The Sweet Signal of Sugar in Space

Astronomers have discovered the first extraterrestrial sugar, sweetening up the center of the Milky Way. Because sugar molecules are essential ingredients of DNA and other biological building blocks, the finding will help scientists model how life might have begun.

The molecular gas cloud that sits near the core of the Milky Way was already known to contain two molecules with the same atomic ingredients as glycolaldehyde, the newly discovered sugar. It, methyl formate, and acetic acid are built of two carbon, four hydrogen, and two oxygen atoms.

Knowing about the other molecules, radio astronomer Mike Hollis of Goddard Space Flight Center in Greenbelt, Maryland, decided to look for glycolaldehyde. He used the standard method to detect distant molecules: looking for a radio frequency fingerprint. As molecules tumble through space, they absorb and emit photons. This causes them to radiate faintly at a characteristic set of frequencies. When Hollis and his team analyzed data from 6 days of observations with the 12-meter radio telescope on Kitt Peak in Arizona, they found the sugar's fingerprint. The paper has been submitted to the Astrophysical Journal.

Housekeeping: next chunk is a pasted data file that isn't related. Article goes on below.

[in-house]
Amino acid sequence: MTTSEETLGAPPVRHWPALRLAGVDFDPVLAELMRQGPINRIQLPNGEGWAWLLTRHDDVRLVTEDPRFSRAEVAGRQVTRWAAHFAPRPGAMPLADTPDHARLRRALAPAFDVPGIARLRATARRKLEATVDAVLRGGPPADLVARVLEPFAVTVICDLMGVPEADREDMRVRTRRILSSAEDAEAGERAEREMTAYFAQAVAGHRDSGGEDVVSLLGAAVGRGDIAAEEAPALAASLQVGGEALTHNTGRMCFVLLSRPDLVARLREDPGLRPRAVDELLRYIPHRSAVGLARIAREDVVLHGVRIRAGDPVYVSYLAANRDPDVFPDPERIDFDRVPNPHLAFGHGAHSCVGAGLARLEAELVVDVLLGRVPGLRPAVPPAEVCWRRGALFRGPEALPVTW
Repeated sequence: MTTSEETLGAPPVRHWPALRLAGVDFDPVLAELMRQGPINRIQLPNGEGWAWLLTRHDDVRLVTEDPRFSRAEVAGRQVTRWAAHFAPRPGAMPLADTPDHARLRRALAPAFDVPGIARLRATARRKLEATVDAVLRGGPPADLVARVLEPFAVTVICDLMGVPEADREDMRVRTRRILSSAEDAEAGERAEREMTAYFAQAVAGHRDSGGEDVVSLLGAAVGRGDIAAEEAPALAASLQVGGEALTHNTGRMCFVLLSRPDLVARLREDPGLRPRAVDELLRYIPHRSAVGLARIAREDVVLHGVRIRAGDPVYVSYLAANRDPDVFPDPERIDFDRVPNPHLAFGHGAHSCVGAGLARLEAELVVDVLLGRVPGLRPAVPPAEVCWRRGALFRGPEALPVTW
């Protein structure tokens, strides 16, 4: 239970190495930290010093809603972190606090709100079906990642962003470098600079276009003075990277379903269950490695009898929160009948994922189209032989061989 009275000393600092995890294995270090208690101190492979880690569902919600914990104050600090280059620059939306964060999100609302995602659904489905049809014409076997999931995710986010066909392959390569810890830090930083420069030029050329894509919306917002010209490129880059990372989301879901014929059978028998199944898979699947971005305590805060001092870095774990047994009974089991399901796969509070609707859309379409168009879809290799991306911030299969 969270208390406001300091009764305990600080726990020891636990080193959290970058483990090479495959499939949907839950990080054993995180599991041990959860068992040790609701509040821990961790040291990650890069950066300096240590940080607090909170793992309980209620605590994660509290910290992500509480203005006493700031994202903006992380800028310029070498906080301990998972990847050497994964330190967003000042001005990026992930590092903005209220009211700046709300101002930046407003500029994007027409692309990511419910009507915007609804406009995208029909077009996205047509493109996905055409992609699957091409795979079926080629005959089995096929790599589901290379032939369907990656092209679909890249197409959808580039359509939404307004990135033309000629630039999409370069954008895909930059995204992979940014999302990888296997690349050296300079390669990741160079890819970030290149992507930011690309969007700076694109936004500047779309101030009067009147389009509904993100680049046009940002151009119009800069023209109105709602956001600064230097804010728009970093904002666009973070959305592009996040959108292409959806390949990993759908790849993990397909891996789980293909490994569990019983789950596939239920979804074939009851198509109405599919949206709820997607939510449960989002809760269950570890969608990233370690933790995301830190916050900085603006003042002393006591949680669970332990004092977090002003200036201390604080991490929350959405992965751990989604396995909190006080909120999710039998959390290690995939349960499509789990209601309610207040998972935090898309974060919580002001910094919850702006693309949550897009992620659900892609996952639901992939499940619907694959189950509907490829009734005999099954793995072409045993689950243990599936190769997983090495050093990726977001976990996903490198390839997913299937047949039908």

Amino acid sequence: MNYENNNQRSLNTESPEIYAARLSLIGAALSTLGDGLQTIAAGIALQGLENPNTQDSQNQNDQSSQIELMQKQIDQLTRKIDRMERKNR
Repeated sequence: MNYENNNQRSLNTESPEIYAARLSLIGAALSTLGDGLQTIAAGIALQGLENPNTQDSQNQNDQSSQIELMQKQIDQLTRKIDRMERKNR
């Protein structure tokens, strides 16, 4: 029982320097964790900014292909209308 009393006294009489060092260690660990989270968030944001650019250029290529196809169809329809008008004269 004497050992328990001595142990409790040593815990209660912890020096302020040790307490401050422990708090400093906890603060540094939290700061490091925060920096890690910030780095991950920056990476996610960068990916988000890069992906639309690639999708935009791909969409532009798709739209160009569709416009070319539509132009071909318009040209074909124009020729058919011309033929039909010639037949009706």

Laboratory experiments show that this simple sugar molecule reacts with methyl formate and acetic acid to form more complex sugars, beginning a long chain of chemical reactions that could form biological molecules. Now the same chain is possible in space. "The glycolaldehyde finding indicates that sugar synthesis may occur in interstellar clouds," says Hollis. The discovery is a small additional piece in the very large and complex puzzle of how the complex molecules of living organisms may have spontaneously formed in space, says chemist Norman Pace of the University of Colorado, Boulder.